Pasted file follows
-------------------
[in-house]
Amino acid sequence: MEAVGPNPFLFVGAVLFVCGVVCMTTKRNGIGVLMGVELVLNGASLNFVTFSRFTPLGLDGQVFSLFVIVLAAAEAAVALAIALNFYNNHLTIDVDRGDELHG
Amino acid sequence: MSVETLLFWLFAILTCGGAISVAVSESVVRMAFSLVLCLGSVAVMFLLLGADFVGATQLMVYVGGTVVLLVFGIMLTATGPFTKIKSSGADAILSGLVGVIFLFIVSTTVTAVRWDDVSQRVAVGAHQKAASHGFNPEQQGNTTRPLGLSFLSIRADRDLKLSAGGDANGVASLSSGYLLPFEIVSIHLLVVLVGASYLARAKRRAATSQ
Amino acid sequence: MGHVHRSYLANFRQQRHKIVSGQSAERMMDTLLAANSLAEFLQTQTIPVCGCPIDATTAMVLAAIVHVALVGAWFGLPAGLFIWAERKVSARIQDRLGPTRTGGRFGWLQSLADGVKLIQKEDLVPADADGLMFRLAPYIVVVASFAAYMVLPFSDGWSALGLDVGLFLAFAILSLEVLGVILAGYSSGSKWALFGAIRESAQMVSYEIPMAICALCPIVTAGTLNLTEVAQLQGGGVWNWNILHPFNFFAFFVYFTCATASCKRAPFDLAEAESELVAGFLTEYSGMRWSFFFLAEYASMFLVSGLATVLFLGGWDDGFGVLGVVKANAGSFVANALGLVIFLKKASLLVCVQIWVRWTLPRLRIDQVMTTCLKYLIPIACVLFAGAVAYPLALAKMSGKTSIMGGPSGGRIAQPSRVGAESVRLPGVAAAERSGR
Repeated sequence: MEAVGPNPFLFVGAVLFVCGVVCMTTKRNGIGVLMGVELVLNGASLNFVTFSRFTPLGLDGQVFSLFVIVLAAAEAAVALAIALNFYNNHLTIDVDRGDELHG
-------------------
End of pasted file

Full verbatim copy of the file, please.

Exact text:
[in-house]
Amino acid sequence: MEAVGPNPFLFVGAVLFVCGVVCMTTKRNGIGVLMGVELVLNGASLNFVTFSRFTPLGLDGQVFSLFVIVLAAAEAAVALAIALNFYNNHLTIDVDRGDELHG
Amino acid sequence: MSVETLLFWLFAILTCGGAISVAVSESVVRMAFSLVLCLGSVAVMFLLLGADFVGATQLMVYVGGTVVLLVFGIMLTATGPFTKIKSSGADAILSGLVGVIFLFIVSTTVTAVRWDDVSQRVAVGAHQKAASHGFNPEQQGNTTRPLGLSFLSIRADRDLKLSAGGDANGVASLSSGYLLPFEIVSIHLLVVLVGASYLARAKRRAATSQ
Amino acid sequence: MGHVHRSYLANFRQQRHKIVSGQSAERMMDTLLAANSLAEFLQTQTIPVCGCPIDATTAMVLAAIVHVALVGAWFGLPAGLFIWAERKVSARIQDRLGPTRTGGRFGWLQSLADGVKLIQKEDLVPADADGLMFRLAPYIVVVASFAAYMVLPFSDGWSALGLDVGLFLAFAILSLEVLGVILAGYSSGSKWALFGAIRESAQMVSYEIPMAICALCPIVTAGTLNLTEVAQLQGGGVWNWNILHPFNFFAFFVYFTCATASCKRAPFDLAEAESELVAGFLTEYSGMRWSFFFLAEYASMFLVSGLATVLFLGGWDDGFGVLGVVKANAGSFVANALGLVIFLKKASLLVCVQIWVRWTLPRLRIDQVMTTCLKYLIPIACVLFAGAVAYPLALAKMSGKTSIMGGPSGGRIAQPSRVGAESVRLPGVAAAERSGR
Repeated sequence: MEAVGPNPFLFVGAVLFVCGVVCMTTKRNGIGVLMGVELVLNGASLNFVTFSRFTPLGLDGQVFSLFVIVLAAAEAAVALAIALNFYNNHLTIDVDRGDELHG